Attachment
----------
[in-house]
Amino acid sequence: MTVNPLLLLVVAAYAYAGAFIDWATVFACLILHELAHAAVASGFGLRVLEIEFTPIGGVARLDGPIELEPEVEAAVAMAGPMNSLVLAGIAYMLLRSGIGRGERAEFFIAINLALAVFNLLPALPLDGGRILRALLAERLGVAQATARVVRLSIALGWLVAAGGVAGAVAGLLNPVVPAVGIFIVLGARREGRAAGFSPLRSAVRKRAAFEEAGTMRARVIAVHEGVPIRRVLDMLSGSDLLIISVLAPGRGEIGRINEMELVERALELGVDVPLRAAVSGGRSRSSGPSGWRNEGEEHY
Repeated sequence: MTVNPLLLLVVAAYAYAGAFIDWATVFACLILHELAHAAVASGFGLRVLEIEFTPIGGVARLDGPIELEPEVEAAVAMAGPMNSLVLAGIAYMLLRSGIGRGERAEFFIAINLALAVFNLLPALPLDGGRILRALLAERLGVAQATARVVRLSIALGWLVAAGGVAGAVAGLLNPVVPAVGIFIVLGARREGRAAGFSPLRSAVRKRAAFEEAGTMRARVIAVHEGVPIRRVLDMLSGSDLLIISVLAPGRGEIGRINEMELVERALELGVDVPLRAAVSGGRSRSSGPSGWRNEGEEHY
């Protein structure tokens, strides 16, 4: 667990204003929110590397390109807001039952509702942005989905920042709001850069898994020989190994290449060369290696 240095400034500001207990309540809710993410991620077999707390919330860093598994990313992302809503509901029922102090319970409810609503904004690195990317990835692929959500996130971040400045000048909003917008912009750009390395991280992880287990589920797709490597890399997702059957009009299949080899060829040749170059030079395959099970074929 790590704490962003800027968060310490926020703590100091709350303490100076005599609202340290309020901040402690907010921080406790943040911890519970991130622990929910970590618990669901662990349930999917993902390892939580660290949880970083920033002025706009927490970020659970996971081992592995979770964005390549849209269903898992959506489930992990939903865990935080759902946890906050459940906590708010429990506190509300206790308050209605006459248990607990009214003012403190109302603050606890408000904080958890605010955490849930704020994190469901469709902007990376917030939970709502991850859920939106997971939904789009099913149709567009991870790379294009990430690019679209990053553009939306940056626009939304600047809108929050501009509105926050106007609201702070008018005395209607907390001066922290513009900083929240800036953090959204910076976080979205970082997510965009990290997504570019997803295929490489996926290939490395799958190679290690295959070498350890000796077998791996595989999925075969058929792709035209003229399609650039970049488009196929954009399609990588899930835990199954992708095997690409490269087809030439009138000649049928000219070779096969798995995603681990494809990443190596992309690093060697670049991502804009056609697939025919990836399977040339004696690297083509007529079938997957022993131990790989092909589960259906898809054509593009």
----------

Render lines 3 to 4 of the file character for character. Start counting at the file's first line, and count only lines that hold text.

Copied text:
Repeated sequence: MTVNPLLLLVVAAYAYAGAFIDWATVFACLILHELAHAAVASGFGLRVLEIEFTPIGGVARLDGPIELEPEVEAAVAMAGPMNSLVLAGIAYMLLRSGIGRGERAEFFIAINLALAVFNLLPALPLDGGRILRALLAERLGVAQATARVVRLSIALGWLVAAGGVAGAVAGLLNPVVPAVGIFIVLGARREGRAAGFSPLRSAVRKRAAFEEAGTMRARVIAVHEGVPIRRVLDMLSGSDLLIISVLAPGRGEIGRINEMELVERALELGVDVPLRAAVSGGRSRSSGPSGWRNEGEEHY
């Protein structure tokens, strides 16, 4: 667990204003929110590397390109807001039952509702942005989905920042709001850069898994020989190994290449060369290696 240095400034500001207990309540809710993410991620077999707390919330860093598994990313992302809503509901029922102090319970409810609503904004690195990317990835692929959500996130971040400045000048909003917008912009750009390395991280992880287990589920797709490597890399997702059957009009299949080899060829040749170059030079395959099970074929 790590704490962003800027968060310490926020703590100091709350303490100076005599609202340290309020901040402690907010921080406790943040911890519970991130622990929910970590618990669901662990349930999917993902390892939580660290949880970083920033002025706009927490970020659970996971081992592995979770964005390549849209269903898992959506489930992990939903865990935080759902946890906050459940906590708010429990506190509300206790308050209605006459248990607990009214003012403190109302603050606890408000904080958890605010955490849930704020994190469901469709902007990376917030939970709502991850859920939106997971939904789009099913149709567009991870790379294009990430690019679209990053553009939306940056626009939304600047809108929050501009509105926050106007609201702070008018005395209607907390001066922290513009900083929240800036953090959204910076976080979205970082997510965009990290997504570019997803295929490489996926290939490395799958190679290690295959070498350890000796077998791996595989999925075969058929792709035209003229399609650039970049488009196929954009399609990588899930835990199954992708095997690409490269087809030439009138000649049928000219070779096969798995995603681990494809990443190596992309690093060697670049991502804009056609697939025919990836399977040339004696690297083509007529079938997957022993131990790989092909589960259906898809054509593009």